The defendant admitted that normal procedure would require the extraction of the whole tooth. He testified, however, that he discontinued the operation after he had removed the crown because of the plaintiff's "poor respiration and severe hemorrhag[ing]." On the plaintiff's own testimony it is clear that, during the ten days following the operation, she experienced frequent and serious hemorrhaging. We are of opinion that it would be a distortion of the evidence to say that the jury might believe that portion of the defendant's testimony concerning his failure to remove the roots and disbelieve the reason given for such failure. See Marquandt v. Boston Young Women's Christian Assn. 282 Mass. 28, 31. There is no evidence that a dentist, faced with the conditions that confronted the defendant, would have done other than what the defendant did — namely, discontinue the operation.
We pass to the defendant's conduct subsequent to the operation. The defendant was required to possess and exercise the skill and diligence of dentists in the locality where he practised. Ernen v. Crofwell, 272 Mass. 172, 175. Borysewicz v. Dineen, 302 Mass. 461. There was evidence that following the operation, while still being treated by the defendant, the plaintiff had serious trouble with her jaw. There was a "great swelling in the left side of her face"; she had difficulty in opening her mouth; she had several hemorrhages; and she was in great pain. It appears that the plaintiff was under the defendant's care during the period between her first discharge from the Otis General Hospital (January 18) and her readmission to that hospital (January 28) and that she was under his care during the twelve day period following her readmission. After her second discharge from the Otis General Hospital the plaintiff saw the defendant "at his office on a few occasions." Yet the defendant, with knowledge of these facts and of the fact that roots still remained in the plaintiff's jaw, took no steps to remove them, or so the jury could have found. And it could have been found that the defendant did not inform the plaintiff of the unextracted roots, for she testified that she was "not aware that a tooth root had been retained in the left side of her jaw." We are of opinion that the defendant's conduct subsequent to the operation in failing to remove the roots or in failing to inform the plaintiff that they had not been removed could have been found to be negligent. If for any reason the removal of the roots was an operation which the defendant was not competent to perform he should have advised the plaintiff to employ someone more skilled in this type of work. Mallen v. Boynton, 132 Mass. 443, 446. Vigneault v. Dr. Hewson Dental Co. 300 Mass. 223, 227-228.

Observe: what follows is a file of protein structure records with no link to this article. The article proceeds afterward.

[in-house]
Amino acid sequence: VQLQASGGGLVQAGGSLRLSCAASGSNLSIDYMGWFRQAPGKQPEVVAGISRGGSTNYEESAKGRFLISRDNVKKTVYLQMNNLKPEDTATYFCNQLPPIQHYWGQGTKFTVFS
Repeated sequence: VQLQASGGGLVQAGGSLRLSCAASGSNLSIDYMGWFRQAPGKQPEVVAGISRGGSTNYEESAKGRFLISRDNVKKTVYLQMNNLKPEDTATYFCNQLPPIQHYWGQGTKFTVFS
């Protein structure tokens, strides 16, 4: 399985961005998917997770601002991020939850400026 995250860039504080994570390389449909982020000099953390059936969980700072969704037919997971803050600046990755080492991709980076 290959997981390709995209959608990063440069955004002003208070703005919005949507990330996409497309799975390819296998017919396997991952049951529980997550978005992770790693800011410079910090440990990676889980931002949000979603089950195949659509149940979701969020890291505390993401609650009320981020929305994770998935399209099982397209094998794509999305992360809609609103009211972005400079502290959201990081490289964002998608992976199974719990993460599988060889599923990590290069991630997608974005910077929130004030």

There was, to be sure, testimony from the defendant to the effect that after the plaintiff had ceased seeing him he endeavored without success to communicate with her several times for the purpose of permitting him to complete his dental care by removing the roots. But the jury were not required to believe this evidence.
It remains to consider whether there was sufficient evidence to warrant a finding that there was a causal connection between the negligence of the defendant, if found, and the plaintiff's injuries. Manifestly, this is a question that a jury could determine only with the aid of expert opinion. Bouffard v. Canby, 292 Mass. 305, 309. Vartanian v. Berman, 311 Mass. 249, 253. Josi's Case, 324 Mass. 415, 417-418. Compare Malone v. Bianchi, 318 Mass. 179, 182. But such evidence was not lacking. Dr. Nathanson testified that "It is probable that this retained root may have contributed to this . . . [plaintiff's] condition." Later he testified that the operation and the lancing of the gum a week later "might have [had] a causal — probably . . . [had] a causal relationship," and that if the "root had been removed within a matter of weeks after the crown had been removed, the plaintiff probably would not have had any problem." The defendant urges that this evidence shows no more than a possibility of causal connection. Where the relation of cause and effect between two facts has to be proved, the testimony of an expert that such relation exists or probably exists is sufficient; but the testimony of an expert that such relation is possible, conceivable or reasonable, without more, is not enough. DeFilippo's Case, 284 Mass. 531, 534-535. Halnan v. New England Tel. Tel. Co. 296 Mass. 219, 223-224. Josi's Case, 324 Mass. 415, 418. Hachadourian's Case, ante, 81, 86. We are of opinion that Dr. Nathanson's testimony, read as a whole, showed a probability of causal relation rather than a mere possibility of such relation.